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Picture Your Perfect Home : It Could 'Star' as Film, Television Location

January 24, 1988|BARNETT SUSSMAN | Barnett Sussman is a Times real estate writer. and

Picture this.

It's Academy Award time. The audience tenses with excitement.

The winner is announced.

You rise and acknowledge the applause.

But the Oscar isn't for you--it's for your house.

All this is only a dream, of course. They don't give Oscars for locations.

But if they did, a lot of Los Angeles houses would be contenders.

About 2,000 houses in Los Angeles County will be used this year as locations for filming, according to Gene Webster, director of the Los Angeles county office of motion picture and television development.

"Nowadays, film companies often find it more economical to find existing locations rather than build sets," Webster says.

Film companies pay from $500 to $5,000 a day, and more, for the right to film in a house, according to Jim Thompson, president of Real to Reel, a Hollywood firm that brings real estate owners and film companies together.

Mansions are the most wanted locations, he says.

A big reason mansions are popular is because they usually have large rooms that make it easier to set up interesting camera angles as well as to accommodate actors and crews.

But don't despair if your house isn't a mansion.

Film companies will select small houses or, for that matter, stores, banks, warehouses or any other kind of setting that best fits the story.

Occasionally, an entire street may be used as a location.

Former screen actress Maralou Gray specializes in representing mansion owners, here and overseas, who rent their estates as locations for filming or for parties.

Mansions owned by her clients have been used for "Back to School," starring Rodney Dangerfield, and the "Valerie" television series.

Gray said that while film companies will sometimes call for rooms with touches of marble or fancy molding, generally the best location is a plain room with four white walls.

Long driveways and large gardens are also popular.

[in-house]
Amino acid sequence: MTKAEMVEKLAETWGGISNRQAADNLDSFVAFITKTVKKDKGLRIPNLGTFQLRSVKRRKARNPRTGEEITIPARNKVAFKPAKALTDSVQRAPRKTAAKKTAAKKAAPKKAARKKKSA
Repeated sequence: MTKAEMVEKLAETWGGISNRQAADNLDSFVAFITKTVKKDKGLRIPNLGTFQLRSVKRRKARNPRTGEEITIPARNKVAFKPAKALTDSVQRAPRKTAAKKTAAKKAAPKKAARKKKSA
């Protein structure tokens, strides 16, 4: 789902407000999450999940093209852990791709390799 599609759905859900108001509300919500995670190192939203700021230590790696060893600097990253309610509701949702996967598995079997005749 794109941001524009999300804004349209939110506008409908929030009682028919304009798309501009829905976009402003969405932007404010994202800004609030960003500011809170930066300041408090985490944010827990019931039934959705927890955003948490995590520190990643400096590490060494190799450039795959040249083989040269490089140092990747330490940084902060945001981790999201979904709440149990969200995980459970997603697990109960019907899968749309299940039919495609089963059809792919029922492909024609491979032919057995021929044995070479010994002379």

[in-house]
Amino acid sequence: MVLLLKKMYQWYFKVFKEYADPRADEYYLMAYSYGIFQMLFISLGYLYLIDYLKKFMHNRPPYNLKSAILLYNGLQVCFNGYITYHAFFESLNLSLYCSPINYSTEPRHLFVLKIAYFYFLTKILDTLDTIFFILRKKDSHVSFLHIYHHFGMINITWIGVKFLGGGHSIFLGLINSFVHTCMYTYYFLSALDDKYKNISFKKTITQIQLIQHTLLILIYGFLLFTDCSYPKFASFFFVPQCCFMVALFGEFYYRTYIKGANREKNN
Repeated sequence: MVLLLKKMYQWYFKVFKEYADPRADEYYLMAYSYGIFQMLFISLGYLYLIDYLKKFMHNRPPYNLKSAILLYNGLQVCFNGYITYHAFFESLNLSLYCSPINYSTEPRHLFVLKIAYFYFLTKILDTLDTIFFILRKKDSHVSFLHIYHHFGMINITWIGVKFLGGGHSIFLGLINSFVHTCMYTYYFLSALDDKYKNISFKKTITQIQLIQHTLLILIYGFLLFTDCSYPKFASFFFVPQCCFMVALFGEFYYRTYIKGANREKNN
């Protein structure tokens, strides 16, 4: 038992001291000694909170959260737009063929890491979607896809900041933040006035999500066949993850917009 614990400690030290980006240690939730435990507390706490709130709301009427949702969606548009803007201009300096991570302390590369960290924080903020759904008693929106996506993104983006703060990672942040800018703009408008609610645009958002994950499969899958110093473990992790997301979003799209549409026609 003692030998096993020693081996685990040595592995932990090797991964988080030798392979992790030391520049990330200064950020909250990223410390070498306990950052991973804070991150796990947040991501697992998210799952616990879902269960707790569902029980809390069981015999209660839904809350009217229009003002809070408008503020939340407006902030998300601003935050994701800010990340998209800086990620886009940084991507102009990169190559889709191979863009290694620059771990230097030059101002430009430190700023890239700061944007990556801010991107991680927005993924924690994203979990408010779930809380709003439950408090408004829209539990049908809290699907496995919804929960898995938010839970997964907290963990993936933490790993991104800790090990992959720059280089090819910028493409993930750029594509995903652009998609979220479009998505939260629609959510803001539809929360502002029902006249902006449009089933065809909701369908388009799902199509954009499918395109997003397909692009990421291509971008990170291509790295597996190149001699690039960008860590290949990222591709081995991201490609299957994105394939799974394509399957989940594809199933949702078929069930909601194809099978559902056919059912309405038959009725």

Gray said that the most asked-for locations don't have palm trees, tropical foliage or other features easily identifiable with Los Angeles.

Location agents say their commissions average 30% for normal locations, with lower fees, averaging 25%, for mansions and larger properties.

Webster said the agent should make sure the property owner is protected with insurance against liability and property damage. The agent should also see that furniture is put back in its original place.

The property owner will normally be paid in advance by the agent.

Another important service that agents can perform is negotiating with neighbors, Webster said. He told of one unhappy neighbor who kept blowing his trumpet just to wreck a film shooting.

Although agents provide a useful service, there are other options, Webster said.

Owners of unique or historic property can send photographs to the California Film Commission, 6922 Hollywood Blvd., Suite 600, Hollywood 90028. This state agency maintains a library with more than 50,000 photographs of locations and receives between 500 to 800 requests a month from film companies. There is no charge to the property owner or film company.

Property owners can also contact location managers of film companies directly or advertise in Location Update or other film industry publications.

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